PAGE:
"Time for what? Why are you being all cryptic?" Findekáno crossed his arms and leaned against the closed door. "You look ready to me." Maitimo did look ready. His hair was pulled back from his face in two elaborate braids, clasps obviously crafted by Fëanaro holding them in place. A slender copper circlet sat on his brow, the richness of the metal glowing in his hair. His deep green robes only further set off his hair and his exquisite fair skin.
He took Findekáno's breath away again. He felt his face heating up so he moved quickly to the window, under the pretense of looking out at the light, and let the breeze cool his cheeks.
"Come away from the window, Finno and sit down," Maitimo ordered.
Findekáno took a deep breath and turned back to the room, striding over to the chair Maitimo was standing behind.
"Where's your circlet?" Maitimo asked.
"Blast it," Findekáno muttered, making a face. "I forgot it again."
"You always do."
"I know. I know. But it never stays in place. My hair goes every which way and it slides to one side or sits crooked and . . ." Findekáno threw his hands up and flopped into the chair. "Stop laughing at me. It's too late to go get it now anyway."
"Too late now is right," Maitimo agreed. "I might have a solution though."
"What, you have a spare?"
"No, not a spare. Just an idea I had. Let me see if I can do something with your hair so no one notices the lack of a circlet," Maitimo said.
"Ata will notice. And Turko. They always notice," Findekáno grumbled. He felt Maitimo's hands in his hair and his face heated up again.
Maitimo brushed his hair, untangling the snarls and smoothing the curls. He began to braid the hair on one side, his fingers brushing Findekáno's cheek intermittently.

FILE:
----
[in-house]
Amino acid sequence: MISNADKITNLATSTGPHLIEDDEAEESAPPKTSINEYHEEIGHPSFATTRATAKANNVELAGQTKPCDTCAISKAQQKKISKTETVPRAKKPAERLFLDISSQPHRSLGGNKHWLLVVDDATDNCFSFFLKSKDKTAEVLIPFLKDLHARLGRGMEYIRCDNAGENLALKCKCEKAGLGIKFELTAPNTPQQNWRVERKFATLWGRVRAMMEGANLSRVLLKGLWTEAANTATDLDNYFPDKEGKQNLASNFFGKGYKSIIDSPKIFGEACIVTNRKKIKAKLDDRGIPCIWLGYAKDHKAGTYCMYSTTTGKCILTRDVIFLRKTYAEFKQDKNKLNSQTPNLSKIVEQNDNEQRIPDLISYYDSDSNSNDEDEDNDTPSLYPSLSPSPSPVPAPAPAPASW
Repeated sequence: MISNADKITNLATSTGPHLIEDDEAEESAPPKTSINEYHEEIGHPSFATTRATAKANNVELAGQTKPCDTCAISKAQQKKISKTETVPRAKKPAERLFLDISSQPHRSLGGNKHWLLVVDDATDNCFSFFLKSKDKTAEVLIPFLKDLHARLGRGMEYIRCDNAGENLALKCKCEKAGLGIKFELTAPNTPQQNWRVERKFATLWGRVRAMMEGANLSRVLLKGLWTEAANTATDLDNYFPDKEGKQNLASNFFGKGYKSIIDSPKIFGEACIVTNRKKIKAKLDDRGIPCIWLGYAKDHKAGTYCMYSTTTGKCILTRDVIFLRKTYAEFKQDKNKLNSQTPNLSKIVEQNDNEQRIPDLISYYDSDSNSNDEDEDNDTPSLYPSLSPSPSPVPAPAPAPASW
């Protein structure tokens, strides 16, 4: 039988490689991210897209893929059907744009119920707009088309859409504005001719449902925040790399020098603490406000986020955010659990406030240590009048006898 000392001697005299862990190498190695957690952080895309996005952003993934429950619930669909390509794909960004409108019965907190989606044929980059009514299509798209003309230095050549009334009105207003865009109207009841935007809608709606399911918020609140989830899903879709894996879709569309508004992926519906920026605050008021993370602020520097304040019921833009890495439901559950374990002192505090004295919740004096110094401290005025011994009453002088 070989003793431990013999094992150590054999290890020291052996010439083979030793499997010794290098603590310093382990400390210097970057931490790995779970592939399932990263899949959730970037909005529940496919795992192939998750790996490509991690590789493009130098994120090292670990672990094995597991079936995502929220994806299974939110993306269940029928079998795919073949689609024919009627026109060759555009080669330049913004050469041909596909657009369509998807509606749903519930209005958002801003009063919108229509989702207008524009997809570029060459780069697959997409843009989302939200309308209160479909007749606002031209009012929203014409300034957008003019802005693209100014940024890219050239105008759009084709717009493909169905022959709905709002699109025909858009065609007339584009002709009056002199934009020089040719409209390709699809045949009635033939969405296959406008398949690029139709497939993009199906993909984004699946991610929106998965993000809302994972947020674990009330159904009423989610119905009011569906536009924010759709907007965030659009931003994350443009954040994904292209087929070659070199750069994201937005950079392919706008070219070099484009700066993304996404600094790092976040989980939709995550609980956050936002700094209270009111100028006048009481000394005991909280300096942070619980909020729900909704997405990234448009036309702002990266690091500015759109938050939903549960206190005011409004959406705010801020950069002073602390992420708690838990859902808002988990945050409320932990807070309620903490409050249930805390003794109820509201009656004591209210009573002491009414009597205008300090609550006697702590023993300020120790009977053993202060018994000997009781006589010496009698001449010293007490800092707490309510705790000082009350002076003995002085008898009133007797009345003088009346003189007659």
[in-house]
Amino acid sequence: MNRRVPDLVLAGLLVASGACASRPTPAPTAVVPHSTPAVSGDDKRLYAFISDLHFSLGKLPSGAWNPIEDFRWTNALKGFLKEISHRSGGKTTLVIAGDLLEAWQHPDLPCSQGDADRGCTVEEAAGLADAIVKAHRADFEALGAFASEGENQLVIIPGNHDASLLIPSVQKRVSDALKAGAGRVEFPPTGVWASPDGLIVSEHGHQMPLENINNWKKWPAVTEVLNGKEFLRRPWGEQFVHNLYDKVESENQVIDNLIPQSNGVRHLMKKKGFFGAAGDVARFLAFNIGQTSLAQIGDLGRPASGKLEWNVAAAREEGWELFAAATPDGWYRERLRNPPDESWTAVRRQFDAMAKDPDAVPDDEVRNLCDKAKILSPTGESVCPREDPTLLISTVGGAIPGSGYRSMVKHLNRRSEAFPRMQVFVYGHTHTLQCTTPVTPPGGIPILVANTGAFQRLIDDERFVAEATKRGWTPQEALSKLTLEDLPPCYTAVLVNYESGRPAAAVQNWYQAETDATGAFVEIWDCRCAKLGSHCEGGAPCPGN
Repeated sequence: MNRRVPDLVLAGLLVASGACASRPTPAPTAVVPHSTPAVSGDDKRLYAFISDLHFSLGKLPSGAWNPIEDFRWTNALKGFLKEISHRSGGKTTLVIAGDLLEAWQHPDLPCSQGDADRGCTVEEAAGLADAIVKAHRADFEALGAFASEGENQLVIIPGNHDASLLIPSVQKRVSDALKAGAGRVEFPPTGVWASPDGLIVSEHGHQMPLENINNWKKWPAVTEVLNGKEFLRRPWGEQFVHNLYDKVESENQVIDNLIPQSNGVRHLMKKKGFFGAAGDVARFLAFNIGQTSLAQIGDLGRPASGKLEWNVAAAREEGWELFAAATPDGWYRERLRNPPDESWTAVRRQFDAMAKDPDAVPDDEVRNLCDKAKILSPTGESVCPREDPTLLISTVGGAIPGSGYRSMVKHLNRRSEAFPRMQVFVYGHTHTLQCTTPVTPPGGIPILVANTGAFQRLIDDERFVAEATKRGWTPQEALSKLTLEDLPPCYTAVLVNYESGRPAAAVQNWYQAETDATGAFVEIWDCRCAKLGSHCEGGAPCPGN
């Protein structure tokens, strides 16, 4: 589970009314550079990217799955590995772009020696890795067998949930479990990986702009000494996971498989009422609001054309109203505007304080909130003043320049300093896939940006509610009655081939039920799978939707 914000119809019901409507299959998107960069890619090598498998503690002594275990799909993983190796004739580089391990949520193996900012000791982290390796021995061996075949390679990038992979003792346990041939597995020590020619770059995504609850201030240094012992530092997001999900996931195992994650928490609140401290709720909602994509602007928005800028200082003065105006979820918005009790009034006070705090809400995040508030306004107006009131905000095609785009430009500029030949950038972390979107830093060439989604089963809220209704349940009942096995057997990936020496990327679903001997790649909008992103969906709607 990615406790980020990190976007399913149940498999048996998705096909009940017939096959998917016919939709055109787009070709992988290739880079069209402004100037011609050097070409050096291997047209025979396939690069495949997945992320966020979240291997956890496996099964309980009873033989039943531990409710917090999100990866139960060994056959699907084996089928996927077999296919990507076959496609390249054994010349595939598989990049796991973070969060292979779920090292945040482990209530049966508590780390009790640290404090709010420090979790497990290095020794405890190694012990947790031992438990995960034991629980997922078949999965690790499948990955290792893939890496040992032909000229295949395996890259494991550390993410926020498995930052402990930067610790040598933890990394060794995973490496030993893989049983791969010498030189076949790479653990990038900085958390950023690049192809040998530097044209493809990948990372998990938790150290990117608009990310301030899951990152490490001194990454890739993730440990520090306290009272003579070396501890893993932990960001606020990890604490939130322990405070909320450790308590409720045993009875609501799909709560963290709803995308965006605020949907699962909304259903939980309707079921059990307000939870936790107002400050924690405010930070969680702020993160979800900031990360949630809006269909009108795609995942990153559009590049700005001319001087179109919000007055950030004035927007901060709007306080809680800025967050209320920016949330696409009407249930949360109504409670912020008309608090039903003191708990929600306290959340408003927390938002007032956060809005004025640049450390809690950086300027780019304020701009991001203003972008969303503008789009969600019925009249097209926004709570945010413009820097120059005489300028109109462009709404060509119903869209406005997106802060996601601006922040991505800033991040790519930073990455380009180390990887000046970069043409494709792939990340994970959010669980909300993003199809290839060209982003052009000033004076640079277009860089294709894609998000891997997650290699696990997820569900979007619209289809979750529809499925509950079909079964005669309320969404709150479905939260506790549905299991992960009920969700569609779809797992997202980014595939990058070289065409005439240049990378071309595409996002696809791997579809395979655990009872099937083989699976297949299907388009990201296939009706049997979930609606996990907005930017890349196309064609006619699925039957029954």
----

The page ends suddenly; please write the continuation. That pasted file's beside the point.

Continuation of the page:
"I think this will work," Maitimo said, switching to the other side of Findekáno's head. It was relaxing having Maitimo do the work and Findekáno leaned back. Fingers fluttered down the braids again and then Maitimo was done.
Findekáno looked up at him with a smile. "Can I see now?"
"Come over to the mirror. I don't think anyone will have any trouble singling you out of the Noldorin rank and file tonight," Maitimo said, looking quite pleased with himself. He pushed Findekáno towards the mirror on the far wall, standing just behind him and to the right as Findekáno looked. And then Findekáno started to laugh. He caught Maitimo's eyes in the mirror and their gaze locked.
"Do you like it?" Maitimo asked, still looking at him in the mirror and gently putting his hand on Findekáno's shoulder.
"I do. It's unusual." Findekáno reached up to touch Maitimo's hand, where it rested on his shoulder. "I don't think anyone will mistake me for Turko tonight."
Maitimo had plaited golden ribbons into his black hair. The effect was striking.
Maitimo's smile was radiant. "No one could ever mistake you for Turko anyway."
Findekáno shook his head, amazed at how the ribbons caught and reflected the light. "So this is the sudden interest in fabric?"
"Just a tangible way to remind you just how extraordinary you are, Finno," Maitimo said.